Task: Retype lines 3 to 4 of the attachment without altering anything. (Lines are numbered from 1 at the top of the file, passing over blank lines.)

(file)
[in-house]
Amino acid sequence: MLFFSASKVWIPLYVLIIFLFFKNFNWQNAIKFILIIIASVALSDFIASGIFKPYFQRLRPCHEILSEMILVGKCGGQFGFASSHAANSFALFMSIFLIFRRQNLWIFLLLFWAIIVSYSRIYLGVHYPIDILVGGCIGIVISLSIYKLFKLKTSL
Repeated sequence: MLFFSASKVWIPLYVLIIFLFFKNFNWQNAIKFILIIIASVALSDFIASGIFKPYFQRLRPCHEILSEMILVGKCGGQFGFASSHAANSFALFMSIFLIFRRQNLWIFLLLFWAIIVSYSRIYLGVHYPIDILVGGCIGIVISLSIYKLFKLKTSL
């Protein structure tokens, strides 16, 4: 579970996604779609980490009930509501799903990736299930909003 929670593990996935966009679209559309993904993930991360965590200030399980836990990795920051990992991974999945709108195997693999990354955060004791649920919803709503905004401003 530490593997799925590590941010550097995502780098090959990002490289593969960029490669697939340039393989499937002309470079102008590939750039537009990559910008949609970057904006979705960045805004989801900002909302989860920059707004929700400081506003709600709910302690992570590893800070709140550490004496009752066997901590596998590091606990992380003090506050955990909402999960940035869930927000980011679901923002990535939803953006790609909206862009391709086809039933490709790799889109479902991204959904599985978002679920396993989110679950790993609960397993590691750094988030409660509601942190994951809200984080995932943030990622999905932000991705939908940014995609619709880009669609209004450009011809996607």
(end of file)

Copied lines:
Repeated sequence: MLFFSASKVWIPLYVLIIFLFFKNFNWQNAIKFILIIIASVALSDFIASGIFKPYFQRLRPCHEILSEMILVGKCGGQFGFASSHAANSFALFMSIFLIFRRQNLWIFLLLFWAIIVSYSRIYLGVHYPIDILVGGCIGIVISLSIYKLFKLKTSL
């Protein structure tokens, strides 16, 4: 579970996604779609980490009930509501799903990736299930909003 929670593990996935966009679209559309993904993930991360965590200030399980836990990795920051990992991974999945709108195997693999990354955060004791649920919803709503905004401003 530490593997799925590590941010550097995502780098090959990002490289593969960029490669697939340039393989499937002309470079102008590939750039537009990559910008949609970057904006979705960045805004989801900002909302989860920059707004929700400081506003709600709910302690992570590893800070709140550490004496009752066997901590596998590091606990992380003090506050955990909402999960940035869930927000980011679901923002990535939803953006790609909206862009391709086809039933490709790799889109479902991204959904599985978002679920396993989110679950790993609960397993590691750094988030409660509601942190994951809200984080995932943030990622999905932000991705939908940014995609619709880009669609209004450009011809996607």